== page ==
1. The Plaintiff did not suggest that the 2nd Defendant’s pleadings were defective. Counsel for the 2nd Defendant argued that Order 18, rule 19 addresses the pleadings themselves and defects in the pleadings and is therefore not applicable in this case.

 

Order 24, rule 16

  1. Order 24, rule 16 provides:

16. ( 1) If any party who is required by any of the foregoing rules, or by any order made thereunder, to, make discovery of documents or to produce any documents for the purpose of inspection or any other purpose or to supply copies thereof fails to comply with any provision of that rule or with that order, as the case may be, then, without prejudice, in the case of a failure to comply with any such provision, to rules 3(2) and 11 ( 1) the Court may make such order as it thinks just including, in particular, an order that the action be dismissed or, as the case may be, an order that the defence be struck out and judgment be entered accordingly.

 

  1. The Plaintiff relied on Habib Bank Ltd v Abbeypearl Ltd [2001] EWCA Civ 62, where the claimant had failed to comply with timetabled directions and there had been an extensive delay of over four years. The 2nd Defendant admitted that he had not complied with the Directions Order, but argued that the order was not a peremptory order. The 2nd Defendant relied on Star News Shops v Stafford Refrigeration Limited and UPO (UK) Limited and Others (third parties) and Unite Hermitique (fourth party) [1998] 4 All ER 408 (Court of Appeal (UK)), an appeal against a decision of a trial judge to strike out a defence for failure to comply with a non-peremptory order for discovery. In Star News Shops, Otton LJ commented:

 

Accordingly, I have come to the conclusion that although the terms of Ord 24, r 16(1) gave the judge jurisdiction to make the order that he did, he none the less erred in principle in striking out a defence for breach of a non-peremptory order, that he should have made a final or 'unless' order and that he was plainly wrong in the exercise of his discretion in making such an order.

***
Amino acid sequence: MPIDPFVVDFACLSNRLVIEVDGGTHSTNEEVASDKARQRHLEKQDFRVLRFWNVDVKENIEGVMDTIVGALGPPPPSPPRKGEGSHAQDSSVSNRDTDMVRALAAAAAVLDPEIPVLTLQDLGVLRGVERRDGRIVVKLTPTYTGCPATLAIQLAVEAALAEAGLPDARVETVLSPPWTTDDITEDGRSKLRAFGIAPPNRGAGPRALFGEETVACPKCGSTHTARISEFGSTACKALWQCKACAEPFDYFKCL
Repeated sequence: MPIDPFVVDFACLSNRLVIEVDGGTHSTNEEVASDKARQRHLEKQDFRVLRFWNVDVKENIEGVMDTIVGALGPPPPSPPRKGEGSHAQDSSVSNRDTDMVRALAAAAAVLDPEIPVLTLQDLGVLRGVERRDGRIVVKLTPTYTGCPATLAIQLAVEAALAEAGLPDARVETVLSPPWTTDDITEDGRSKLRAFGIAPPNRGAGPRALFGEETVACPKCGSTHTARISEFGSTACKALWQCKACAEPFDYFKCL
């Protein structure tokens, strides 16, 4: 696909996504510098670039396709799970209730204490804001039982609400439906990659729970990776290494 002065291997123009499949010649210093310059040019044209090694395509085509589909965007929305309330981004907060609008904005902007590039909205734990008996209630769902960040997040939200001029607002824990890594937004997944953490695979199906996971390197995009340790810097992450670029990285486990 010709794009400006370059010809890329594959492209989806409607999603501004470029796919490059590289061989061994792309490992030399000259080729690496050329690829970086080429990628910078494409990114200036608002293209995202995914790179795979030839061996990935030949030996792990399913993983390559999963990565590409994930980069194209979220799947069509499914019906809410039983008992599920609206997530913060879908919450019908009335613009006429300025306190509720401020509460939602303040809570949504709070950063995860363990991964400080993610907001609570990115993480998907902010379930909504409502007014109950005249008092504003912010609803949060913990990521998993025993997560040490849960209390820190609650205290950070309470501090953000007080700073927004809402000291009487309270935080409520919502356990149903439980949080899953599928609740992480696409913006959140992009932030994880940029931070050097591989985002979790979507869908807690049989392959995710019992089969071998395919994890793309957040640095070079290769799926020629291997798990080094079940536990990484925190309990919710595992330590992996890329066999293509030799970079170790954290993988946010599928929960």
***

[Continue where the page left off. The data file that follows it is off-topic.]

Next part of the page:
1. The Plaintiff admitted that the Directions Order was not a peremptory order.

 

  1. The Plaintiff also properly conceded that notwithstanding the 2nd Defendant’s failure to comply with the Directions Order, a fair trial was still possible. 

 

Disposition

  1. The 2nd Defendant is right as to the non-applicability of Order 18, rule 19. It is a rule that addresses the pleadings themselves and not the conduct of the parties, or non-compliance with directions. Turning to Order 24, there was non-compliance with the Directions Order. However, the Directions Order was not a peremptory order. In my view it would be a very extreme case where a defence will be struck out for failure to comply with a non-peremptory order. Habib Bank may have been such a case, where there had been a very long delay and a fair trial was no longer possible. In the circumstances of this case, given the relatively short period of delay and the fact that a fair trial was still possible, I was not minded to make an immediate strike out order.

 

  1. The parties have a trial date, and the 2nd Defendant must comply with the Directions Order for the Plaintiff to be able to prepare for trial. In the circumstances, the appropriate order was an unless order; for the 2nd Defendant’s defence to be struck out unless the 2nd Defendant complies with the Directions Order. I ordered compliance during the vacation period.  Finally, on question of costs, given the circumstances I ordered the 2nd Defendant to pay the cost of the summons.

 

Orders:

 

  1. It was ordered:
    1. Unless the 2nd Defendant complies with the Court Order dated 16 March 2022, by 24 August 2022, the 2nd Defendant’s Statement of Defence filed on 9 September 2019 be struck out and judgment on liability be entered against the 2nd Defendant with damages to be assessed in respect of the Plaintiff’s unliquidated claim for damages.
    2. Cost of the Summons to be borne by the 2nd Defendant.

 

 

B. St. Michael Hylton QC

Acting Judge of the Supreme Court

29 August 2022